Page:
George Gascon Tries to Back Up Pro-Pot Claims by Dropping Charges on Grower
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These were charges that District Attorney George Gascón chose to pursue on July 7, two days after telling a roomful of pot advocates, including a perplexed Kevin Reed, CEO of the Green Cross, that he wouldn't prosecute state-legal marijuana growers working for licensed collectives.
Now it appears Gascón has had a change of heart: All charges against Kiloh were dropped on July 15, according to his attorney, Jeremy Blank.
Though as part of the deal, prosecutors took possession of all of the marijuana seized during the July 2010 raid as well as Kiloh's grow equipment.
It might sound like Gascón is talking out of both sides of his mouth, but Erica Derryck, a spokeswoman for the DA, claimed that this entirely consistent with Gascón's stance all along and was no flipflop.
She then asked us to change the initial headline, which read: "George Gascón Flipflops on Medical Marijuana."
"Nothing about the DA's stated position has changed as [Wednesday's] piece clearly points out," Derryck wrote in an e-mail. She refused to explain exactly what new evidence was presented, saying only "although we were never presented with documentary evidence that indicated that Mr. Kiloh was an employee or associate of a collective at the time of the search of his residence, we were finally presented information that demonstrated that Mr. Kiloh had previously been associated with a cooperative/collective."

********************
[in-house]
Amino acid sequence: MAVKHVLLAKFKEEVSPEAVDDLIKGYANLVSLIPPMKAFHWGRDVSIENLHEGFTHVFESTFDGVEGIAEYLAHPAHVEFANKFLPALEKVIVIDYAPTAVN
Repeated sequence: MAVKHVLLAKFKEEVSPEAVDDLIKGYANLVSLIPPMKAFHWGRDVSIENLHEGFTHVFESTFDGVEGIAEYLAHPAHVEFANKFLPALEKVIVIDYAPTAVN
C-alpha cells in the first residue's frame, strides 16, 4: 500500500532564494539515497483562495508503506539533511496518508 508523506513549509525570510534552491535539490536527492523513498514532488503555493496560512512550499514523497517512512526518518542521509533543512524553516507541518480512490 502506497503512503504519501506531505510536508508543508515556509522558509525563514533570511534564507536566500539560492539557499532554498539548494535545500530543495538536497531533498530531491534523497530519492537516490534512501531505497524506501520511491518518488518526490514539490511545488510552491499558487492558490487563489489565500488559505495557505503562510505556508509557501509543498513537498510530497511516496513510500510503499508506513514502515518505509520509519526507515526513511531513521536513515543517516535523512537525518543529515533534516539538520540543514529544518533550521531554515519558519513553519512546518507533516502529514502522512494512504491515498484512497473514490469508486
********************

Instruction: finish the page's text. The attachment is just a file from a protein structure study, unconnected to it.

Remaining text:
Kiloh's seized property -- grow lights, cash, and processed marijuana -- was not returned because it reflects the fact "he was not in compliance" when cops raided him, Derryck wrote. Exactly how he was out of compliance the DA would not say.
Kiloh is happy enough with the result and pleased to move on with his life, according to his attorney. But Reed was less than enthused.
According to Reed, the additional evidence presented to the District Attorney was 1099 vendor forms and other evidence of a grower-collective relationship between Kiloh and Green Cross -- info that was handy all along and indeed seized in the initial raid, Reed said. That it took a year and tens of thousands of dollars for the DA to recognize a piece of paper it had for more than 12 months isn't pleasing Reed.
"After seven separate court appearances, the Department finally recognized his relationship with medical cannabis in San Francisco," Reed says. "What kind of freaking justice is this?"
At best, "it's a hard case to understand," says David Goldman, who sits on the city's Medical Cannabis Task Force. "It sounds to me like the District Attorney didn't do its due diligence and vet the information in the police report before pressing charges. As far as I can tell, [Gascón's office] didn't do its job right."
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